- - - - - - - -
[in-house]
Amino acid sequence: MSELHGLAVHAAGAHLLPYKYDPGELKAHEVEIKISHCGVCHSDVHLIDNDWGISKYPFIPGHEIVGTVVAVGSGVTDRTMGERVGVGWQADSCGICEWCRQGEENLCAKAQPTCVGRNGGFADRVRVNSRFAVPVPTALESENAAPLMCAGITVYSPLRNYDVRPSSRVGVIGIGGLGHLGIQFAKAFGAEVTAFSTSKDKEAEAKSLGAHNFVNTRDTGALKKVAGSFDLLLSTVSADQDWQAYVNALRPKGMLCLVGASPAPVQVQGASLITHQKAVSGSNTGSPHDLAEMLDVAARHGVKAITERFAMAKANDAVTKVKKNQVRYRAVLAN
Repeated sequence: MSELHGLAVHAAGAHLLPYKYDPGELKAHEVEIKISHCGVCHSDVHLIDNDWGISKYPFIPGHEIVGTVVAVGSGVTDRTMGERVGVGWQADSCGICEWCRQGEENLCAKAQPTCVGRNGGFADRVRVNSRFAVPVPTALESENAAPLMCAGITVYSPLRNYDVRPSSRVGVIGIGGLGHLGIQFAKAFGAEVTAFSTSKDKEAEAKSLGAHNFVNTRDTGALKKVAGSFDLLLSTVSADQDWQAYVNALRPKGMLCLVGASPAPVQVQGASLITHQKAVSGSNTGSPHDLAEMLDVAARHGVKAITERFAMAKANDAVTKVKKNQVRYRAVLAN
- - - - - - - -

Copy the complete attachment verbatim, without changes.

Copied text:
[in-house]
Amino acid sequence: MSELHGLAVHAAGAHLLPYKYDPGELKAHEVEIKISHCGVCHSDVHLIDNDWGISKYPFIPGHEIVGTVVAVGSGVTDRTMGERVGVGWQADSCGICEWCRQGEENLCAKAQPTCVGRNGGFADRVRVNSRFAVPVPTALESENAAPLMCAGITVYSPLRNYDVRPSSRVGVIGIGGLGHLGIQFAKAFGAEVTAFSTSKDKEAEAKSLGAHNFVNTRDTGALKKVAGSFDLLLSTVSADQDWQAYVNALRPKGMLCLVGASPAPVQVQGASLITHQKAVSGSNTGSPHDLAEMLDVAARHGVKAITERFAMAKANDAVTKVKKNQVRYRAVLAN
Repeated sequence: MSELHGLAVHAAGAHLLPYKYDPGELKAHEVEIKISHCGVCHSDVHLIDNDWGISKYPFIPGHEIVGTVVAVGSGVTDRTMGERVGVGWQADSCGICEWCRQGEENLCAKAQPTCVGRNGGFADRVRVNSRFAVPVPTALESENAAPLMCAGITVYSPLRNYDVRPSSRVGVIGIGGLGHLGIQFAKAFGAEVTAFSTSKDKEAEAKSLGAHNFVNTRDTGALKKVAGSFDLLLSTVSADQDWQAYVNALRPKGMLCLVGASPAPVQVQGASLITHQKAVSGSNTGSPHDLAEMLDVAARHGVKAITERFAMAKANDAVTKVKKNQVRYRAVLAN